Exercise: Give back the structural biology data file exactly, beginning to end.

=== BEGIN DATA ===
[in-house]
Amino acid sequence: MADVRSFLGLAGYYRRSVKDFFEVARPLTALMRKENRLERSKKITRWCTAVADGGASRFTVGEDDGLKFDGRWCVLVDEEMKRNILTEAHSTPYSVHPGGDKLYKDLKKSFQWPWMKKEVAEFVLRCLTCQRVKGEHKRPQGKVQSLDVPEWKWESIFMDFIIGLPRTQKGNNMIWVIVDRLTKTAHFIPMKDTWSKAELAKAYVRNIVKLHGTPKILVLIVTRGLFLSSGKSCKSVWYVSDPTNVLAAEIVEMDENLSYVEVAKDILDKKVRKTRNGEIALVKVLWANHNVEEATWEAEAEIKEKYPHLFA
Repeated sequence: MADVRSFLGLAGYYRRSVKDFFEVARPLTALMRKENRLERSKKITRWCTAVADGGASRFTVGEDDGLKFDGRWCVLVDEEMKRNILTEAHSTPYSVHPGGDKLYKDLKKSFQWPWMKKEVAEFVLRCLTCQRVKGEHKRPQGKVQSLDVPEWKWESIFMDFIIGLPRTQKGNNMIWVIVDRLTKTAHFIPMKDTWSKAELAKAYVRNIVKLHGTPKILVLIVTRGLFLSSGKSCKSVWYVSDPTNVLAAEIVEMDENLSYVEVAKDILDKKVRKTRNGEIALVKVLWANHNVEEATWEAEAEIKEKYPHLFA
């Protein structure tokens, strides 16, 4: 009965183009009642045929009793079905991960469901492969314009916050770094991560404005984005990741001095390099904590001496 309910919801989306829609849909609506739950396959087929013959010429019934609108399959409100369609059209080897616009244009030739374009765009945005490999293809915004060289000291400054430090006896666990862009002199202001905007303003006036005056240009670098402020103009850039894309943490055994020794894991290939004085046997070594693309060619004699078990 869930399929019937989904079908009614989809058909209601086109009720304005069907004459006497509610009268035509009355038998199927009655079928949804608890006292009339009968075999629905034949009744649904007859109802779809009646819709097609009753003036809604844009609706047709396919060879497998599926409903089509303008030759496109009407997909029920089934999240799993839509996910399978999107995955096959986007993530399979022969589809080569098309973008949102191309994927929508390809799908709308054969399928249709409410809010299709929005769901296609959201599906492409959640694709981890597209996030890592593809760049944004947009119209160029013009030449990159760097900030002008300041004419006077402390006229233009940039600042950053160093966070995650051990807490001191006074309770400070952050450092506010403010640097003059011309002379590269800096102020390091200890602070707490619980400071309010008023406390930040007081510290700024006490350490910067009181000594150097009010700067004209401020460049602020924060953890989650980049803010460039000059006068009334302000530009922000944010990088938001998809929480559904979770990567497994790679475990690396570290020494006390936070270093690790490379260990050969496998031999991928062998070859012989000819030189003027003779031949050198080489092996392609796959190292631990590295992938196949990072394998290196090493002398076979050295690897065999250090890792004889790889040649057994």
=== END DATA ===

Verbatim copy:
[in-house]
Amino acid sequence: MADVRSFLGLAGYYRRSVKDFFEVARPLTALMRKENRLERSKKITRWCTAVADGGASRFTVGEDDGLKFDGRWCVLVDEEMKRNILTEAHSTPYSVHPGGDKLYKDLKKSFQWPWMKKEVAEFVLRCLTCQRVKGEHKRPQGKVQSLDVPEWKWESIFMDFIIGLPRTQKGNNMIWVIVDRLTKTAHFIPMKDTWSKAELAKAYVRNIVKLHGTPKILVLIVTRGLFLSSGKSCKSVWYVSDPTNVLAAEIVEMDENLSYVEVAKDILDKKVRKTRNGEIALVKVLWANHNVEEATWEAEAEIKEKYPHLFA
Repeated sequence: MADVRSFLGLAGYYRRSVKDFFEVARPLTALMRKENRLERSKKITRWCTAVADGGASRFTVGEDDGLKFDGRWCVLVDEEMKRNILTEAHSTPYSVHPGGDKLYKDLKKSFQWPWMKKEVAEFVLRCLTCQRVKGEHKRPQGKVQSLDVPEWKWESIFMDFIIGLPRTQKGNNMIWVIVDRLTKTAHFIPMKDTWSKAELAKAYVRNIVKLHGTPKILVLIVTRGLFLSSGKSCKSVWYVSDPTNVLAAEIVEMDENLSYVEVAKDILDKKVRKTRNGEIALVKVLWANHNVEEATWEAEAEIKEKYPHLFA
């Protein structure tokens, strides 16, 4: 009965183009009642045929009793079905991960469901492969314009916050770094991560404005984005990741001095390099904590001496 309910919801989306829609849909609506739950396959087929013959010429019934609108399959409100369609059209080897616009244009030739374009765009945005490999293809915004060289000291400054430090006896666990862009002199202001905007303003006036005056240009670098402020103009850039894309943490055994020794894991290939004085046997070594693309060619004699078990 869930399929019937989904079908009614989809058909209601086109009720304005069907004459006497509610009268035509009355038998199927009655079928949804608890006292009339009968075999629905034949009744649904007859109802779809009646819709097609009753003036809604844009609706047709396919060879497998599926409903089509303008030759496109009407997909029920089934999240799993839509996910399978999107995955096959986007993530399979022969589809080569098309973008949102191309994927929508390809799908709308054969399928249709409410809010299709929005769901296609959201599906492409959640694709981890597209996030890592593809760049944004947009119209160029013009030449990159760097900030002008300041004419006077402390006229233009940039600042950053160093966070995650051990807490001191006074309770400070952050450092506010403010640097003059011309002379590269800096102020390091200890602070707490619980400071309010008023406390930040007081510290700024006490350490910067009181000594150097009010700067004209401020460049602020924060953890989650980049803010460039000059006068009334302000530009922000944010990088938001998809929480559904979770990567497994790679475990690396570290020494006390936070270093690790490379260990050969496998031999991928062998070859012989000819030189003027003779031949050198080489092996392609796959190292631990590295992938196949990072394998290196090493002398076979050295690897065999250090890792004889790889040649057994």